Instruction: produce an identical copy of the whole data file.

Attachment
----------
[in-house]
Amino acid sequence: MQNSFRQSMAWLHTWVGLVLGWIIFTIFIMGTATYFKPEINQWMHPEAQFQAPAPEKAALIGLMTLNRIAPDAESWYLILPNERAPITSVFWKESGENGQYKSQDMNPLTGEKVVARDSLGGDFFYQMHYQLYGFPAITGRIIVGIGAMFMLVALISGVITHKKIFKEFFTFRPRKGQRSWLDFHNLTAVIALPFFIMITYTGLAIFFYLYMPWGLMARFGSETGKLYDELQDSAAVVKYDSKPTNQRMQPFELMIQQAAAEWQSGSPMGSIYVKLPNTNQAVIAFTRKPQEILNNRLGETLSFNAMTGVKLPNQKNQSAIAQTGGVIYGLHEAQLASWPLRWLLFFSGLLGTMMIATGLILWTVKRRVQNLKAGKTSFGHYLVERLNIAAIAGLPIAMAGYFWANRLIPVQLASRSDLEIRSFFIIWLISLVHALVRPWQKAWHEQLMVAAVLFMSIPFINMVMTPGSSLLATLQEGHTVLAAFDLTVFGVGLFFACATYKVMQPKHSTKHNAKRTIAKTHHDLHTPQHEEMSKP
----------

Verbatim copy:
[in-house]
Amino acid sequence: MQNSFRQSMAWLHTWVGLVLGWIIFTIFIMGTATYFKPEINQWMHPEAQFQAPAPEKAALIGLMTLNRIAPDAESWYLILPNERAPITSVFWKESGENGQYKSQDMNPLTGEKVVARDSLGGDFFYQMHYQLYGFPAITGRIIVGIGAMFMLVALISGVITHKKIFKEFFTFRPRKGQRSWLDFHNLTAVIALPFFIMITYTGLAIFFYLYMPWGLMARFGSETGKLYDELQDSAAVVKYDSKPTNQRMQPFELMIQQAAAEWQSGSPMGSIYVKLPNTNQAVIAFTRKPQEILNNRLGETLSFNAMTGVKLPNQKNQSAIAQTGGVIYGLHEAQLASWPLRWLLFFSGLLGTMMIATGLILWTVKRRVQNLKAGKTSFGHYLVERLNIAAIAGLPIAMAGYFWANRLIPVQLASRSDLEIRSFFIIWLISLVHALVRPWQKAWHEQLMVAAVLFMSIPFINMVMTPGSSLLATLQEGHTVLAAFDLTVFGVGLFFACATYKVMQPKHSTKHNAKRTIAKTHHDLHTPQHEEMSKP